My port city of Chittagong, situated on the coast of the Bay of Bengal, in Bangladesh is no longer the town that I grew up with or the city that I left some 34 years ago when I came to North America to pursue higher studies. Chittagong was a sleepy little beautiful town on the edges of vast hilly terrain that stretched throughout the entire district. There were enough roads to commute easily anywhere. The air was fresh and clean. The people were nice, warmhearted and helping, watching out for each other.
I remember that in some of the weekends, which usually meant Friday, my parents would take us all in our family car for picnics in the nearby Chittagong Hill Tracts, or the beautiful Patenga Beach, or the Fauzdarhat Beach, or to some other scenic picnic spots on the hills in and around the town. Those scenic spots were sparsely crowded to enjoy a family outing.
Back in the late 1970s, the city population was below a million. Today, Chittagong cannot be recognized by anyone who had been away from this growing metropolis for a decade or two. It is now one of the fastest growing cities in the world. Although official estimate of the city would put the population at around six million, the actual population is between eight and ten million. While most city roads have widened somewhat in the last three decades, hardly any new road has been built, thus adding to the growing agony of the daily commuters who have grown ten-fold. With all the new imported cars, buses and trucks, let alone single-engine taxis, gridlocks are now a daily nuisance that the city dwellers must live with. The air is polluted and unhealthy.
So, when I visit my parents in Chittagong, I usually prefer not to go anywhere but spend time with them and my siblings. Outside the Foy’s Lake, located close to my parents’ home in the northern part of the city, most of the picnic spots are long gone, having made spaces for the booming real estate business. Even the beaches are so crowded these days that they don’t attract me any more to spend some quiet times when the sun sets into the Bay of Bengal.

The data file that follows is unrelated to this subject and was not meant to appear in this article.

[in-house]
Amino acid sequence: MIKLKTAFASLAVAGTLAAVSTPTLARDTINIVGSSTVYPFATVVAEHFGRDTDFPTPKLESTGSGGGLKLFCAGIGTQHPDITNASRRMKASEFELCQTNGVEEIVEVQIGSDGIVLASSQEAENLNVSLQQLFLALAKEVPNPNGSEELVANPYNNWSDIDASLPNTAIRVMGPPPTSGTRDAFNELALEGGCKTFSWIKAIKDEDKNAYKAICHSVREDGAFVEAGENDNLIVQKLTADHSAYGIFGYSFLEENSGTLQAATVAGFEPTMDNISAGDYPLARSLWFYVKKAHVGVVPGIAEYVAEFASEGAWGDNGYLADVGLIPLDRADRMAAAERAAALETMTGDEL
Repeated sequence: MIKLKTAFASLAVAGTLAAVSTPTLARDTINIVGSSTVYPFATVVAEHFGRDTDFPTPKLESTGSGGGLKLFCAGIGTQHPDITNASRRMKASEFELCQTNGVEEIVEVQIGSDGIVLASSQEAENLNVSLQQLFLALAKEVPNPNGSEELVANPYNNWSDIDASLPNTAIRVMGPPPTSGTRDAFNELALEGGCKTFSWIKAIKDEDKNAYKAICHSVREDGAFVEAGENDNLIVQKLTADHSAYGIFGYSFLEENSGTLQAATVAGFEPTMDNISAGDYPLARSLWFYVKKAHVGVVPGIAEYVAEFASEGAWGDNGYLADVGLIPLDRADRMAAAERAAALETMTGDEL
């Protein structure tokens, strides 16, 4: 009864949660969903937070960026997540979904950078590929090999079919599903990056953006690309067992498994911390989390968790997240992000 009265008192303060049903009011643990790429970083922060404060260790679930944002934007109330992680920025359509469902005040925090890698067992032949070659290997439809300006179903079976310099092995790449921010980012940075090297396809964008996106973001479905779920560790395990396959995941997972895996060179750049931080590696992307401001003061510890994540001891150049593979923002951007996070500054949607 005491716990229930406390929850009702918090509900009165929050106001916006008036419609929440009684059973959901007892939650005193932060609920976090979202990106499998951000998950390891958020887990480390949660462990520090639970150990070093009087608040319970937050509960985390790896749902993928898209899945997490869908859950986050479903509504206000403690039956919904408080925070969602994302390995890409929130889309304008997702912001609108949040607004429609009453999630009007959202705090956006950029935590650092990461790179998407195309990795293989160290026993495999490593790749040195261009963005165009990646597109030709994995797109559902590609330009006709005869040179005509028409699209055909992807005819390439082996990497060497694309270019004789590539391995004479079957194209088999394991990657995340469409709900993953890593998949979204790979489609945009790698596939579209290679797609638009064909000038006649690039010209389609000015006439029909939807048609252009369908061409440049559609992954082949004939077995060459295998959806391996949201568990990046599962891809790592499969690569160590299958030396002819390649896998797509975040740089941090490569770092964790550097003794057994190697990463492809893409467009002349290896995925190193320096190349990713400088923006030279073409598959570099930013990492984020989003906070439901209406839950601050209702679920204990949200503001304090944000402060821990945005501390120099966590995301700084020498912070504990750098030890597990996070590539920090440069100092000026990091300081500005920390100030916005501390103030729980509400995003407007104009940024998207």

Commuting within the city, even meeting family members, is no longer fun. It could take anywhere from half an hour to an hour just to go a mere 3 to 4 miles by car or taxi, depending on the time of the day one is traveling. Dr. Aynul Haque, a businessman friend of mine who is a prominent developer in the city, was lamenting that the country was losing at least 20% of its GDP because of such delays in commuting. In some of the major crossings, and there are plenty of those in any major city including Chittagong, a commuter may end up waiting for 15-20 minutes before the road clears.
Bangladeshi roads, like in many parts of South Asia, are still swamped with rickshaws. It does not take a genius to figure out that if the vehicles, manually pedaled or engine powered, move at different speeds it is the slowest one that would dictate the flow or speed of the traffic. Thus, in most roads and crossings, Chittagong City has its share of problems dealing with the slow-moving rickshaws. Pulling a rickshaw, although a very laborious and tiresome task, is easy to learn for anyone. It does not require any test, conducted by the municipal office, to get a license. And the earning at the end of the day is not bad either. With the ever expanding mechanized ploughing introduced in the agriculture sector, and the shrinking job market in the rural areas, many of the poor (usually landless) peasants have no other alternative but to seek jobs in cities. Once they find a job, they then bring their family members to live in ever expanding shanty towns that dot most cities as eyesores for the local residents.